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PostPosted: Sun Jul 09, 2017 10:56 am 
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There are times I think, will something happen to buprenorphine in the future? Should I be worried something will happen to force all of us off this treatment? I read an article Friday evening about the FDA and whoever the powers that be have demanded Opana be taken off the market. They said because of the major abuse it's getting. Now I have done my fair share of Opana and they're extremely abusable, addictive and strong, but isn't oxycodone or other opiates in that level too? Why was Opana singled out over those? I'm sure there's an answer but regardless that got me thinking that what if they do something crazy like that with buprenorphine.

I overthink a lot, my fellow mods and friends here will agree I do that, but it is a concern. I'm not worried to the point of insanity or anything lol but that does cross my mind at times.

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PostPosted: Mon Jul 10, 2017 2:06 am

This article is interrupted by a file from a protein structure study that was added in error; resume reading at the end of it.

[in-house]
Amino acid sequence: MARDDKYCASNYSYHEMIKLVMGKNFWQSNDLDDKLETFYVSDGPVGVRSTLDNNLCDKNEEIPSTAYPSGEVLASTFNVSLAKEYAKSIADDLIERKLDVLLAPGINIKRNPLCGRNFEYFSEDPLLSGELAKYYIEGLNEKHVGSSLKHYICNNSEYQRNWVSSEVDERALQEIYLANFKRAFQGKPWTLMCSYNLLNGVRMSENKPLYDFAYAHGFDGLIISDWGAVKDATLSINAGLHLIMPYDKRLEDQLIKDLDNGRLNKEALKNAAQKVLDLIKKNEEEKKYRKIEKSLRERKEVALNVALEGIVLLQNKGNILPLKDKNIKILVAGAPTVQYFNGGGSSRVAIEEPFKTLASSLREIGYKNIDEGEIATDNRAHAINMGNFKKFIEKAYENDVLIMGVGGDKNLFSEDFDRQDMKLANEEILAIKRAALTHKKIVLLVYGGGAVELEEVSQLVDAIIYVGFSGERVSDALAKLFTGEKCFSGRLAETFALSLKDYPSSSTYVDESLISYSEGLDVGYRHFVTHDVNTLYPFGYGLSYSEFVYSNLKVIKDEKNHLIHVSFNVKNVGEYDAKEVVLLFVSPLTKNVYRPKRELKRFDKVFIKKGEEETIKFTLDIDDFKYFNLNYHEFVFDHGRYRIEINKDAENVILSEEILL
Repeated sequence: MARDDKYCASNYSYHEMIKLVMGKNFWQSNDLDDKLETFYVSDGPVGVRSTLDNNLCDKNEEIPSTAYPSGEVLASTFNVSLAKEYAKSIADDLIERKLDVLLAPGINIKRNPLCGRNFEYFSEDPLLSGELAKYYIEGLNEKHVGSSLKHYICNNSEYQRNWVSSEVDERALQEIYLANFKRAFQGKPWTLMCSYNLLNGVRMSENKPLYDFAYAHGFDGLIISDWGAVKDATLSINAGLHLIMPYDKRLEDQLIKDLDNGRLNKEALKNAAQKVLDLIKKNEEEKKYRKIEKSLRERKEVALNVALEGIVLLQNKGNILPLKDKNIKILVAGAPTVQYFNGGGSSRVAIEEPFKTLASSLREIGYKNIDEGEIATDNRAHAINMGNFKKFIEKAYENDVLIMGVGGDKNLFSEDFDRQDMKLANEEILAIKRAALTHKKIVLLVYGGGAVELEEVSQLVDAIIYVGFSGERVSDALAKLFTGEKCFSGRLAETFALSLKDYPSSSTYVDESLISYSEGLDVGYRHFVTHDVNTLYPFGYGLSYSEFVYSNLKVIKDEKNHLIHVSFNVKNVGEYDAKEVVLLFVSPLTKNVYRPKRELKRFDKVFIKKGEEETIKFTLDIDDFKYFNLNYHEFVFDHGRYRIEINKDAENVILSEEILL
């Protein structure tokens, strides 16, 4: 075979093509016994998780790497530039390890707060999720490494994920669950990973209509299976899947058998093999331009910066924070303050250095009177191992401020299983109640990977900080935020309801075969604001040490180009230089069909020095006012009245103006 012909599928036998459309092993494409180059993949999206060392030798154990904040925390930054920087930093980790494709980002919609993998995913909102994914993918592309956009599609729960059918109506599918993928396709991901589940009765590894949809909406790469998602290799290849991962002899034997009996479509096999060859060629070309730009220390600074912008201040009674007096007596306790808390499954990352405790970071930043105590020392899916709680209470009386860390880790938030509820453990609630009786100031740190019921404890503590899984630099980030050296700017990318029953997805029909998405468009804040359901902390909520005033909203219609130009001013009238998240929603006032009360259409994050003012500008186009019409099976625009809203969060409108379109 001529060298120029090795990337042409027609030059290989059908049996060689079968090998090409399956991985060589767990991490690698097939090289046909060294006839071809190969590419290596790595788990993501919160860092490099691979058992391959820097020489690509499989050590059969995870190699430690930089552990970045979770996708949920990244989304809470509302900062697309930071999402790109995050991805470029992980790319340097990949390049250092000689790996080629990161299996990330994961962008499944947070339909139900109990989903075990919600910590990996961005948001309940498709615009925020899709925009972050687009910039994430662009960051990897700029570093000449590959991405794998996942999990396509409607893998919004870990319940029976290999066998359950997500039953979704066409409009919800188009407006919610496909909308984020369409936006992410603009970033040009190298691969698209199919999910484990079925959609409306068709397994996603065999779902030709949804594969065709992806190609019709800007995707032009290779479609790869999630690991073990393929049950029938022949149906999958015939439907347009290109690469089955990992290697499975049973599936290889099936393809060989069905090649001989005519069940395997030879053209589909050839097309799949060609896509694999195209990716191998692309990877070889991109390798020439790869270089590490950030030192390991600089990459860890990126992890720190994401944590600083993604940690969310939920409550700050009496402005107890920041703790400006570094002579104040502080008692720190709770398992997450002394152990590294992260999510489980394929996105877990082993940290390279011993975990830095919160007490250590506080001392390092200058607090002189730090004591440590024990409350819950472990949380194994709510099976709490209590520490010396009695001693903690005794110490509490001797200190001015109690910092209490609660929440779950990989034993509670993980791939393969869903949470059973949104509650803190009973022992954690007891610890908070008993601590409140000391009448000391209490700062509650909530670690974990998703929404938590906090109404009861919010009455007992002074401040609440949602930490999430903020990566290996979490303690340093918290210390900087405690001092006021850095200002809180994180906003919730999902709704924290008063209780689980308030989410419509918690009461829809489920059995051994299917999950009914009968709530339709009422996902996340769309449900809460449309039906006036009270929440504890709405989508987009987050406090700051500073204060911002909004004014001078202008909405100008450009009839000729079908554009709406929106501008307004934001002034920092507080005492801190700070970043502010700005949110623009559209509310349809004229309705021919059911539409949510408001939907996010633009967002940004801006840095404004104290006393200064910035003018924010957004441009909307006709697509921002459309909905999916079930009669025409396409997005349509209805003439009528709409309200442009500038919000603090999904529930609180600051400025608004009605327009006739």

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docm2 wrote:
respectful groups, rarely any f bombs and when somebody goes off on a tangent about their use they are brought back. Less of a trigger that way. I really like the CBT foundation.

I was deployed to Biloxi for Katrina relief. 95% of what I was doing was to figure out ways to get people their chronic meds to them. Never saw so much SSRI withdrawal in my life.


Thanks Doc - At first when I started to go to SMART meetings I didn't think it was for me. There were some pretty rough guys in the group and you could tell they had been through the ringer more than once. The very first night I went I remember thinking to myself that I would never be seen with "these kinds of people" in normal everyday life. How utterly stuck up I was to think that. I've learned a lot from them since then and it taught me a lesson about how not to judge people.